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The Power of Feminist Rituals

The Power of Feminist Rituals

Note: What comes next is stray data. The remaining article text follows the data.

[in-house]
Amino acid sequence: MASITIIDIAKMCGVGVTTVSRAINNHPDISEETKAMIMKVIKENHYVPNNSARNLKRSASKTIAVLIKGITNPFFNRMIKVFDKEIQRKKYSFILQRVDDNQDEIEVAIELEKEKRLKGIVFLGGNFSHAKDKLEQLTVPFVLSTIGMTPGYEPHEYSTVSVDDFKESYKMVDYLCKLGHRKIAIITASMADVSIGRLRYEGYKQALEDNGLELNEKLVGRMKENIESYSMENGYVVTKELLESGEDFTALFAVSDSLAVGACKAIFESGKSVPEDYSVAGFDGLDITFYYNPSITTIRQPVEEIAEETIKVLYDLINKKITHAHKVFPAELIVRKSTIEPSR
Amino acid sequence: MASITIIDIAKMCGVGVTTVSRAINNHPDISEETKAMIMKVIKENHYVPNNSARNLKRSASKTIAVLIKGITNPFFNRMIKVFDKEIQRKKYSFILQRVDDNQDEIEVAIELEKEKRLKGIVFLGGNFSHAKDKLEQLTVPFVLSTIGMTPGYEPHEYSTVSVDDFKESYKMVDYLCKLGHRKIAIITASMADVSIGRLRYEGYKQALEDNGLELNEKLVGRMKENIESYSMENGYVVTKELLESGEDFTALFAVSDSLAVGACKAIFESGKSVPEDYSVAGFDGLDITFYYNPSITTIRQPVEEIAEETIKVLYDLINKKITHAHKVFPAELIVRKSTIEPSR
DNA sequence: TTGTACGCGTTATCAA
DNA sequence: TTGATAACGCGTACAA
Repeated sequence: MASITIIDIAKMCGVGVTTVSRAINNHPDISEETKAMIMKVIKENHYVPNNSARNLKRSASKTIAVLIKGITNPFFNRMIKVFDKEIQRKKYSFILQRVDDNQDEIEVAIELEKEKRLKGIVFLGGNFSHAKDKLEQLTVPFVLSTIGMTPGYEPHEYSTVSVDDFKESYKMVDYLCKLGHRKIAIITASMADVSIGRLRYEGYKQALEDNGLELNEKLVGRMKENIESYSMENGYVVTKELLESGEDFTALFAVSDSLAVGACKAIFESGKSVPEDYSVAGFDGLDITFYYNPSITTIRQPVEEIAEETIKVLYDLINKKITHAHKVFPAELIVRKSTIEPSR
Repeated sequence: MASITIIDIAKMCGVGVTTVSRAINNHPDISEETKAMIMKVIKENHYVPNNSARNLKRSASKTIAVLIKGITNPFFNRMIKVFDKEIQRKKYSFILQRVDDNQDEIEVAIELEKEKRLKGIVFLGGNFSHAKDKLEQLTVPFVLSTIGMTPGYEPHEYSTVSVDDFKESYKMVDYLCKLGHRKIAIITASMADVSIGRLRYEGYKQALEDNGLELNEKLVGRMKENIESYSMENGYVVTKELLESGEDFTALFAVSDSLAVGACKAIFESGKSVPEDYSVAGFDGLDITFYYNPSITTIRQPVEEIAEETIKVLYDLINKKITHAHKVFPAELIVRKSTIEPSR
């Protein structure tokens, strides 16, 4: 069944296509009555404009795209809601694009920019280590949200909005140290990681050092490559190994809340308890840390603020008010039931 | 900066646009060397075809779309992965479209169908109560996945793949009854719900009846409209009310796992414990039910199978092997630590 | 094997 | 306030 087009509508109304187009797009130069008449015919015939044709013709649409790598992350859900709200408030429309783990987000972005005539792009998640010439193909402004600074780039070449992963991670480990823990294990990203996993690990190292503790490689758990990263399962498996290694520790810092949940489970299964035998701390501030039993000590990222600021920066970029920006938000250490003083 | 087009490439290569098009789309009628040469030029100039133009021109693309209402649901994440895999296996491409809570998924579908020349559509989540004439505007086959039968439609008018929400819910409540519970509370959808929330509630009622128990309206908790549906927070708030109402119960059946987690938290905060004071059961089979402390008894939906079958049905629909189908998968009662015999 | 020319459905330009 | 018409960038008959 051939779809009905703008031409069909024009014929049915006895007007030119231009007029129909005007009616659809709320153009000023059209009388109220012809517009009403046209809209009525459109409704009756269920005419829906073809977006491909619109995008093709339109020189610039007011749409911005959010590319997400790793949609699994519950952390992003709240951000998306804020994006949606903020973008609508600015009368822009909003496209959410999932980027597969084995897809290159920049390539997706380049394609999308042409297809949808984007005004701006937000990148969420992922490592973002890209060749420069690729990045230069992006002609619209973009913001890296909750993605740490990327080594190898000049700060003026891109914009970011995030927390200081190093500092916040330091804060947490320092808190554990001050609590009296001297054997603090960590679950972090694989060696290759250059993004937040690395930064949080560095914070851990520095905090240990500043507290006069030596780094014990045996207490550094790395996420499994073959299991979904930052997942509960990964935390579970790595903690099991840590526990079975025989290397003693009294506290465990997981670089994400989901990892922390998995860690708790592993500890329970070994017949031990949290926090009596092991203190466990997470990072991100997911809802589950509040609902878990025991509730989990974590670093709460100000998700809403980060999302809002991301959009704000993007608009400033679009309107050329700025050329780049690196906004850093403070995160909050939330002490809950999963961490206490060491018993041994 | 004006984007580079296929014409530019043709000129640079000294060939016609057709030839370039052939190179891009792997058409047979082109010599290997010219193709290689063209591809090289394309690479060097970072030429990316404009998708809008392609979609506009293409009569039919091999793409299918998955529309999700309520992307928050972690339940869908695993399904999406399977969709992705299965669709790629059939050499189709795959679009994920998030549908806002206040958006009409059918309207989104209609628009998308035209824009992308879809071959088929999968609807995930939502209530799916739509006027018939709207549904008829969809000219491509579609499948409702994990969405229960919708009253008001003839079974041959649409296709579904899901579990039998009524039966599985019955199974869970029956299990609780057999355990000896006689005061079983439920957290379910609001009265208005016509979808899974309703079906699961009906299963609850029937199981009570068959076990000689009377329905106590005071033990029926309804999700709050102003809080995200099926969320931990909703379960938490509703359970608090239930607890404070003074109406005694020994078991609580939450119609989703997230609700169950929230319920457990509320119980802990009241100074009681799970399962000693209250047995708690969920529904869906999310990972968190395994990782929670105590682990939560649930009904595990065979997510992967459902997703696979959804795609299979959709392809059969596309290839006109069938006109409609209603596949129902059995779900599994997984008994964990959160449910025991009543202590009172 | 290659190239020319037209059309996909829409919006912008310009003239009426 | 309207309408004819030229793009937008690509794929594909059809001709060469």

“These were very simple rituals and yet they were so powerful.” Jeanette Stokes’ 25 Years in the Garden is on my bedside table. It’s a book I read several years ago with a small group of feminist Christians when I was living in Blacksburg, Virginia. The following passage from one of her essays got me to thinking back to the 2012 PANAAWTM conference (Pacific, Asian, and North American Asian Women in Theology and Ministry) I had attended just two weeks ago: “Rituals are part of everyday lives: reading the newspaper, checking the weather, waiting for the mail to come, or talking with a family member at the end of the day. Rituals can also mark the extraordinary events in our lives: the birth of a child, the death of a loved one, a birthday, marriage, anniversary, or divorce” (Stokes, 2002, p. 37). We PANAAWTM attendees participated in two rituals that, while neither “everyday” nor “extraordinary,” were nevertheless symbolically very rich, meaningful, and unifying. As I mentioned earlier in a previous blog, all PANAAWTM participants had been instructed to bring 3 oz. of water “from a source of nature near [o]ur home.” This water ended up playing a large role in our opening and closing worship. During the opening ceremony, each of us was invited to introduce ourselves, say something about the origin of our water, share a prayer or concern, and then pour our water into a large crystal bowl on the altar. One by one, my fellow Asian and Asian American sisters took turns sharing the water they had collected locally—from the tap, the rain, the Hudson River, the River Jordan even (the latter definitely got some “oohs” and “ahhs.”) We laughed together as one sister shared how she was inadvertently offering shampoo-contaminated water (in light of the 3 oz. travel-size bottle she had used to transport it on the plane), while another admitted that she had misunderstood the purpose behind the instructions, which is why she had brought drinking water from Costco. At other times, the mood was more serious and reflective. For instance, many of us nodded empathetically as one student shared her pain and then noted that she had thought of offering 3 oz. of her own tears. After two days of inspirational speakers, workshops, and genuine fellowship over meals, our time together drew to a close. We collectively sang songs, exhorted one another, and then ended in a way consonant with which we had begun: each of us took turns sharing a burden we were leaving behind and a new insight or sense of direction or confidence that we were taking with us as we made our journeys home. As each of us came forward to speak, we washed our hands in the communal water. Each of us remained at the front until the next person came up to speak, and then we dried our sister’s hands with a small towel. That cycle repeated until all had had their turn. These were very simple rituals and yet they were so powerful. I loved the highlighting of individual experience and corporate togetherness, the juxtaposition of solemnity and comedy, and the sharing of trials and triumphs. I also loved how the drying of hands (with the towel) conjured images of Jesus’ washing of his disciples’ feet. The more I think about these two simple rituals, the more I think how appropriately contextualized they were for me. Culturally, I come from people who take ritual and ritual propriety very seriously (that’s my Confucian heritage). Religiously, however, I was raised among people who do not—the conservative Taiwanese evangelical Christian church I grew up attending was of the “four...